1/3 of Hokuriku Shinkansen trains submerged

Furrball

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http://www3.nhk.or.jp/nhkworld/en/news/20191013_54/amp.html

1/3 of Hokuriku Shinkansen trains submerged
East Japan Railway Company says one-third of its bullet trains used for the Hokuriku Shinkansen line have been damaged by flooding.

JR East says water entered a facility in Akanuma in Nagano Prefecture, central Japan. The Shinkansen carriage center is used to repair or store bullet trains.

Company officials say 10 trains, with a total of 120 carriages, have been confirmed damaged.

The damaged ones include eight E7 series trains and two W7 series trains, out of the 30 used for the Hokuriku line.

The officials say there are no prospects for the time being of fully resuming service on the Hokuriku line. They say they may have to restart operation with fewer trains.

The center is located 10 kilometers northeast of JR Nagano Station and on the west side of the Chikuma River, which overflowed after Typhoon Hagibis hit the area on Saturday
 
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Beebman

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https://www.japantimes.co.jp/news/2...ine-sustain-damage-yard-flooded/#.XaMjQEZKhPY

Ten Hokuriku Shinkansen Line trains worth ¥32.8 billion sustain damage after yard is flooded in Typhoon Hagibis

Ten trains on the Hokuriku Shinkansen Line connecting Tokyo and Kanazawa, Ishikawa Prefecture, were affected, the company said, adding that it has no idea when operations on the line will be resumed partly because of flooding from the Chikuma River, which flows near the train yard.

The 10 trains, made up of a total of 120 carriages, represent a third of the trains on the line. Eight are owned by JR East and the other two by West Japan Railway Co. (JR West).

For the time being, JR East has decided to operate the line with the remaining trains between Tokyo and Nagano. The trains connecting Kanazawa and Toyama were operating normally Sunday, according to JR West.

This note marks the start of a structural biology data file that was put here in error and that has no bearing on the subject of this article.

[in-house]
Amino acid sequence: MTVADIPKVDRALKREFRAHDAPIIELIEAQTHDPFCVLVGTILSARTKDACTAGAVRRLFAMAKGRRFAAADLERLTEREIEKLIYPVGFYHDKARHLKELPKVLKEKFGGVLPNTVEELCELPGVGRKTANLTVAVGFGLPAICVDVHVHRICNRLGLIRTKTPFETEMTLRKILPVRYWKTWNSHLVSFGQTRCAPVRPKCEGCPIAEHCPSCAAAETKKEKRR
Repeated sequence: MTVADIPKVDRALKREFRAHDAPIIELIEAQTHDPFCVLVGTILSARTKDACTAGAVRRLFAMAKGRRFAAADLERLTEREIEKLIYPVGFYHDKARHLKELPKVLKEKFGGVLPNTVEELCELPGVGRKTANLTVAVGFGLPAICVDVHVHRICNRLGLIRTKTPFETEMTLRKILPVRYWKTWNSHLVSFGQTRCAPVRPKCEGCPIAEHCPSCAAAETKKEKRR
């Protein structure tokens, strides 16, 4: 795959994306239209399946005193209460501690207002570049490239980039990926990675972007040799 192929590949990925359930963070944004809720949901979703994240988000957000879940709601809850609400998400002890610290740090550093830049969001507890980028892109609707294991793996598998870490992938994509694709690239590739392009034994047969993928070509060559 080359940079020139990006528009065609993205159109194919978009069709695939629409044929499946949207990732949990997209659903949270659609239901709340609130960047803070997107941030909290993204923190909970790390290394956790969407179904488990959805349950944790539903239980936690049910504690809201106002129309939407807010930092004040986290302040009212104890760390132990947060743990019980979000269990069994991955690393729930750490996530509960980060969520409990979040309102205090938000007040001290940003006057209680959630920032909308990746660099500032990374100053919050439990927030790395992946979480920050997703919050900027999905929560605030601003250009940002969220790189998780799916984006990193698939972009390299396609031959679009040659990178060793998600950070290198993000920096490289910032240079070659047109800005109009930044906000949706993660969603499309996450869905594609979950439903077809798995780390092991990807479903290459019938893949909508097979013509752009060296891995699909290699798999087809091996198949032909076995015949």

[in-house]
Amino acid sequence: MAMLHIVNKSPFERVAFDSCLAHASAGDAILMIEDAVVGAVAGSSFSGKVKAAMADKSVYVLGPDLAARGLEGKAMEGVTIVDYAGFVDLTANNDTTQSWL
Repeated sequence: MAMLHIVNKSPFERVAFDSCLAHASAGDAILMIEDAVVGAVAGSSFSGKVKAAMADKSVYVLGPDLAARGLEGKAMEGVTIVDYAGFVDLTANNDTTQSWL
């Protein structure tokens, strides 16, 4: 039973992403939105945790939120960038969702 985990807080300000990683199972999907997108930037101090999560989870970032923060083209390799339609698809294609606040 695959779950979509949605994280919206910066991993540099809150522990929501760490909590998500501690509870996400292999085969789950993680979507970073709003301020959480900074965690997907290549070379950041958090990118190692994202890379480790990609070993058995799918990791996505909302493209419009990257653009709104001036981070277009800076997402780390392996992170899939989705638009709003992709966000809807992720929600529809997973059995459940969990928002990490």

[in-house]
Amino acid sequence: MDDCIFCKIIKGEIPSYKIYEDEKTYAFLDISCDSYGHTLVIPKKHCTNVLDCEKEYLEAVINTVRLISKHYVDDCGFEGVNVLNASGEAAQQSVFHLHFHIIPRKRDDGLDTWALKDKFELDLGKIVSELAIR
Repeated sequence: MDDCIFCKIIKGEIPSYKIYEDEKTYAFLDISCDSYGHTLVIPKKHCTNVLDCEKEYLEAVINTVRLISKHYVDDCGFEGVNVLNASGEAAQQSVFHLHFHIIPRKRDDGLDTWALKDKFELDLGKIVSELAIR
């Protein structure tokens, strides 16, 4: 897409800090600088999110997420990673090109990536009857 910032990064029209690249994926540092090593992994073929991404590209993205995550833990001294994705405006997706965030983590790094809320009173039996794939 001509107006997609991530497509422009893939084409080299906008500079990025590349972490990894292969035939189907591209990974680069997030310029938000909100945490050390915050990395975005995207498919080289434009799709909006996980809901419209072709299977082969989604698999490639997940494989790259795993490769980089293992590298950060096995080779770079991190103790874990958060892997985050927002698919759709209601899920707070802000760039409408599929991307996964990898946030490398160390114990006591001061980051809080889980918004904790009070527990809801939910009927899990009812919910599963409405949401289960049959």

Vital functions on the trains, such as brakes, transformers and air conditioning control systems, are installed underneath the train carriages.....
 
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Cowley

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All that electrical equipment submerged in muddy water. Ouch.
 

Three-Nine

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BBC reports that the cost per set is approx. £23 million; I always knew shinkansen were pricey but I didn't realise it was quite that much!
 

AndrewE

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BBC reports that the cost per set is approx. £23 million; I always knew shinkansen were pricey but I didn't realise it was quite that much!
The pound has fallen about 30% against the Yen over the last 5 years or so: they would have looked a lot less expensive at those rates.
 
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The Hakone - Gora line, a famous tourist route, has been severed and is expected to take some months to repair. Gora had 1m of rain from the Typhoon! Serious, even by Japanese standards! And numerous JR East Lines to the W. of Tokyo are still blocked.
 

Three-Nine

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According to the English language Mainichi Daily News website, the affected sets could be scrapped as - not surprisingly - theres been serious damage to their electrical systems. Ouch!:

https://mainichi.jp/english/articles/20191018/p2g/00m/0dm/055000c

The flooding along the Chikuma River in Nagano inundated 10 shinkansen bullet trains with a total 120 cars at East Japan Railway Co.'s railyard in the city.

The train operator said it expects to resume services along the entire Hokuriku Shinkansen line between Tokyo and Kanazawa stations from Oct. 25, although they will be at about 80 percent of the pre-typhoon level.

The swamped trains could be scrapped as the company has confirmed serious damage to their electrical systems, it said.
(Edited to better reflect forum format guidelines I was previously unaware of).
 
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WatcherZero

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10 Shinkansen trains that were flooded by Typhoon Hagibis and had a book value of around £100m are being written off due to flood damage, though they will attempt to salvage some parts. The fleet belonging to two Japanese railway companies made up around 1/3rd of local services.



 

Beebman

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NHK World (in English) is confirming that the 10 trains will be scrapped:

https://www3.nhk.or.jp/nhkworld/en/news/20191106_37/

The channel's Japanese-language site has a little more information:

https://www3.nhk.or.jp/news/html/20191106/k10012166211000.html

Using Google Translate the article says that the service on the Hokuriku Shinkansen line will be fully restored by the end of the fiscal year by using new trains originally destined for the Joetsu Shinkansen - presumably these will be some of the E7 series on order to replace the E4 double-deck sets on that line.
 

Giugiaro

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Oof... 900/1000mm...ish.
Only the Cascais Line has a platform height of 1100mm, which would put it bellow the maximum step height of 175mm.

But why have a Shinkansen in Cascais of all places? It's not even AC!
 

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